Kindle and Nook prices cut in battle with iPad
SAN FRANCISCO - Amazon and US bookstore giant Barnes & Noble cut the prices of their electronic book readers in the face of Apple's iPad momentum in the fledgling market.
Amazon on Monday dropped the price of its Kindle e-reader to $189 from $259.
The cheapest iPad, a multi-purpose tablet computer that features a color e-reader compared with the black-and-white "e-ink" Kindle devoted exclusively to digital books, costs $499.
Barnes & Noble said Monday it was lowering the price of the Nook with 3G and Wi-Fi connectivity to $199 from $259.
Barnes & Noble also said it was introducing a Wi-Fi only version of the Nook for $149. Kindle has 3G wireless connectivity to allow users to quickly download digital books.
Barnes & Noble's chief bookstore competitor, Borders, also offers an e-reader, the Kobo, for $150.
Apple has sold more than two million iPads since the touchscreen tablet computer went on sale in the United States in early April and in nine other countries late last month.
Amazon touts Kindle as the top selling item at the powerhouse online retailer, but Amazon and Barnes & Noble do not release sales figures for their e-readers.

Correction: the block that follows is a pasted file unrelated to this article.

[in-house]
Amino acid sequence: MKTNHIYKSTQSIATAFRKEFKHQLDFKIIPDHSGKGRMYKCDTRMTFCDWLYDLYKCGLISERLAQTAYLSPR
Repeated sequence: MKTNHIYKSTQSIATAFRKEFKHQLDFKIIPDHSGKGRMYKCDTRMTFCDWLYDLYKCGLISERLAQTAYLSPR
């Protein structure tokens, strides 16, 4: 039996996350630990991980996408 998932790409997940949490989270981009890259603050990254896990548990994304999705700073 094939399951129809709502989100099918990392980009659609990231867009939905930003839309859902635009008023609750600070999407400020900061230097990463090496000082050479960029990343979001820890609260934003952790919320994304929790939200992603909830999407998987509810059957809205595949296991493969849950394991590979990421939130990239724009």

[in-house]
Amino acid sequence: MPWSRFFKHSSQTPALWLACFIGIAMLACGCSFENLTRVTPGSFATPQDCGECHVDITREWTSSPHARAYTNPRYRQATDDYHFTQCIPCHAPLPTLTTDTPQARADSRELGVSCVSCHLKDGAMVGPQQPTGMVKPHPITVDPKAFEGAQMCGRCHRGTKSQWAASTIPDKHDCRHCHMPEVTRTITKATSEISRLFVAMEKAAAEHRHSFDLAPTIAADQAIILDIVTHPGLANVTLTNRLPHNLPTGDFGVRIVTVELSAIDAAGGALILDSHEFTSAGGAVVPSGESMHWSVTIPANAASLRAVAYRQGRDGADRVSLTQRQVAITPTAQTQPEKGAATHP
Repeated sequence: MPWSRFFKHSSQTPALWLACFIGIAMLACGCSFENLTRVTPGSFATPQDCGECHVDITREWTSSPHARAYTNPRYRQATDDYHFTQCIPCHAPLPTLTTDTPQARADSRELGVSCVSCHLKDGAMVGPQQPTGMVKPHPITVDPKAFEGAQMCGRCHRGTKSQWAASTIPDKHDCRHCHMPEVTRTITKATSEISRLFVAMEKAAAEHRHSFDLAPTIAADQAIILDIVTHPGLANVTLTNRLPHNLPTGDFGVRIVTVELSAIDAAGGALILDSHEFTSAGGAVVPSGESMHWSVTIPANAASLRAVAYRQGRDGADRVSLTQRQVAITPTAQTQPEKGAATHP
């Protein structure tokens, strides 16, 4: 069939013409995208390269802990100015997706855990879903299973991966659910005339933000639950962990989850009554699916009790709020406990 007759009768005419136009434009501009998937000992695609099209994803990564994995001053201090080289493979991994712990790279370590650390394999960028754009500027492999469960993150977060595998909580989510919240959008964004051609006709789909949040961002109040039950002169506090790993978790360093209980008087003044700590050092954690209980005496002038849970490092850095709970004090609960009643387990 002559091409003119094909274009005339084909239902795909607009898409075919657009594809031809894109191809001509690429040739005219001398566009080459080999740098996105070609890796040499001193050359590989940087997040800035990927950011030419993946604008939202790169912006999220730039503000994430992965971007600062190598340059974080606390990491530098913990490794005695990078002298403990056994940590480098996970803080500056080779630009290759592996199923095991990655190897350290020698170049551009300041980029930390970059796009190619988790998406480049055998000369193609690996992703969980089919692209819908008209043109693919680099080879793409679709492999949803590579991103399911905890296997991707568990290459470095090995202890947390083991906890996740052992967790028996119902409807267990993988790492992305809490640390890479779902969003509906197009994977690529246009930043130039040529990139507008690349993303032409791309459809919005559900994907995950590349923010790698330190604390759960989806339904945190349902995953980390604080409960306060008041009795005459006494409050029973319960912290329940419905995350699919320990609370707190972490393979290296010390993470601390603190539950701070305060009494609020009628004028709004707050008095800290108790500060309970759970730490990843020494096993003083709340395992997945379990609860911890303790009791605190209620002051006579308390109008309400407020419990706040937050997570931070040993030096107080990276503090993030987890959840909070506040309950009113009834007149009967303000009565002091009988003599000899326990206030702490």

"Amazon has been well ahead of the industry curve in terms of the digital adoption of books," Citigroup Internet analyst Mark Mahaney said in a note to investors.
"Our overall take is that Amazon's share of total book sales can still continue to expand over the next three to five years."
Market fears that iPad will eat into the e-reader market are valid and Apple's new gadget puts pressure on Amazon to release an enhanced new generation Kindle, perhaps with touch-screen controls, according to Mahaney.
Analyst Rob Enderle of Enderle Group in Silicon Valley suspects that Barnes & Noble inadvertently triggered "e-book war" by dropping the Nook price to boost sluggish sales of its e-reader, which got marginal reviews.
"I think it was initially to move out Nook inventory," Enderle said. "I don't think that Barnes & Noble thought through the fact it would start a price war."
Prices less than $200 for e-readers are in a "sweet spot" where people will be more likely to buy gadgets they aren't certain they will be happy with, according to Enderle.
"You drop the price under $200, you open up your market tenfold," the analyst said. "It will put more pressure on publishers to get books into that digital market, absolutely."
The pricing cuts are expected to be only glancing blows to iPad, which appeals to people interested in Internet surfing, video viewing, and more instead of devices devoted exclusively to enjoying digital books.
"For anyone serious about reading, the Kindle and Nook are more attractive," Enderle said.
"The iPad buyer, for now, is a different buyer. The iPad is more a Swiss army knife approach to products."
E-book sellers can afford to discount their hardware because of the pay off from readers that go on to buy numerous digital books, according to analysts.